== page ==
Lohri is fundamentally an agricultural festival, filled with merry-making. It is celebrated in the state of Punjab on the on the 13th of January, which falls one day before Makar Sankranti. While Lohri is essentially a Punjab festival, it is celebrated in some other states of North India as well. In cities like Delhi, which have a predominant Punjbai population, Lohri is celebrated to denote the last of the coldest days of winter. The Punjab and other areas of North India get very cold in the month of January, and usually the period of the last week of December and the first couple of weeks in January are the coldest of the season. However, after Lohri, the temperature starts gradually rising.
During the day, children go from door to door singing songs in praise of Dulha Bhatti, the Punjabi version of Robin Hood, a thief who helps the poor and fights for their rights. These children are given sweets and savouries, and occasionally, money. These munchies that the children collect are known as Lohri, and they are distributed at night during the festival. Some may be offered to the sacred fire.
The festival of Lohri is celebrated outdoors. As it is usually very cold on the 13th of January, a bonfire is lit, and friends and relatives gather around. If there has been a happy occasion in the family, like the birth of a child or a marriage, Lohri is celebrated with much greater gusto. The happy family usually hosts a party to celebrate the first Lohri of the new child or couple.
Singing and dancing form an intrinsic part of the celebrations. People wear their brightest clothes and come to dance the bhangra and gidda to the beat of the dhol. Punjabi songs are sung, and everybody rejoices.
Sarson ka saag and makki ki roti is usually served as the main course at a lohri dinner. In the villages of Punjab, Lohri is an occasion where the entire village gets together and participates in the celebrations like one big happy family. The bonfire is lit in the main village square, and after a fair amount of song and dance, everyone eats a rich and fulfilling community dinner. During this time, the farmers are undergoing a period of rest because wheat, which is the main crop in Punjab, is sown in October and harvested in March or April. In January, the fresh crop has just started growing, and the farmers are ecstatic.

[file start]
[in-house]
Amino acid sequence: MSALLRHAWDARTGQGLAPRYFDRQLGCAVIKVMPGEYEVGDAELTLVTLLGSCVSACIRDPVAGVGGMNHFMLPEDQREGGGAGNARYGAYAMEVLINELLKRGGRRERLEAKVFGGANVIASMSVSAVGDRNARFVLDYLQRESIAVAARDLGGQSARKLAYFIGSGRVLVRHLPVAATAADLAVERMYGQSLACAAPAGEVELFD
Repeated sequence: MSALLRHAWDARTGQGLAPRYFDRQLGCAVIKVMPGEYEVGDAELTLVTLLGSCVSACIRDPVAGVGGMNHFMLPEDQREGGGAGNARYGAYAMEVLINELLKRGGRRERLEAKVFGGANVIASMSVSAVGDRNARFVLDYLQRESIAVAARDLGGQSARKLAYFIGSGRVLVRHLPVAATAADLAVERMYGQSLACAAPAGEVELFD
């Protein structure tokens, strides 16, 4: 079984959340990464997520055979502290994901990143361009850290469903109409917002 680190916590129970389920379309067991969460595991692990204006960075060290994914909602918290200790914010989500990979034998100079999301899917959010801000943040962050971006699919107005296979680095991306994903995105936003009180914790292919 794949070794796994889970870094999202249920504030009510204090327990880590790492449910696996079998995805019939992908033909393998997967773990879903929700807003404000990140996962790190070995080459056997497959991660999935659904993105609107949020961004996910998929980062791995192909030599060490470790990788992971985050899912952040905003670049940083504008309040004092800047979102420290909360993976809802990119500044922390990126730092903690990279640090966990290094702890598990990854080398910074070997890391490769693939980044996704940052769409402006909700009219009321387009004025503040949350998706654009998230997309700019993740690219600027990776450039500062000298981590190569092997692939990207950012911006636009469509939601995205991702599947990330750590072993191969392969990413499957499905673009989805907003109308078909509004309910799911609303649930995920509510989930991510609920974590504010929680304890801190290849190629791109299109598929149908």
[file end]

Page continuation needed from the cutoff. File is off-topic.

A prayer is made to Agni, the god of Fire, and Prasad is distributed. The prasad comprises of five main things: til, gazak, gur, moongphali (peanuts), and phuliya or popcorn. An offering is also made of this Prasad to the sacred fire. Lohri is celebrated throughout the country in different forms, as a harvest festival. It is called Pongal in the South, Bhugali Bihu in Assam, Bhogi in Andhra Pradesh and Sankranti in the central part of the country. Modes of celebrating Lohri are also different, but the message conveyed by the festival, that of setting aside differences and rejoicing by celebrating the end of the harvest season and the chilly winter, is the same.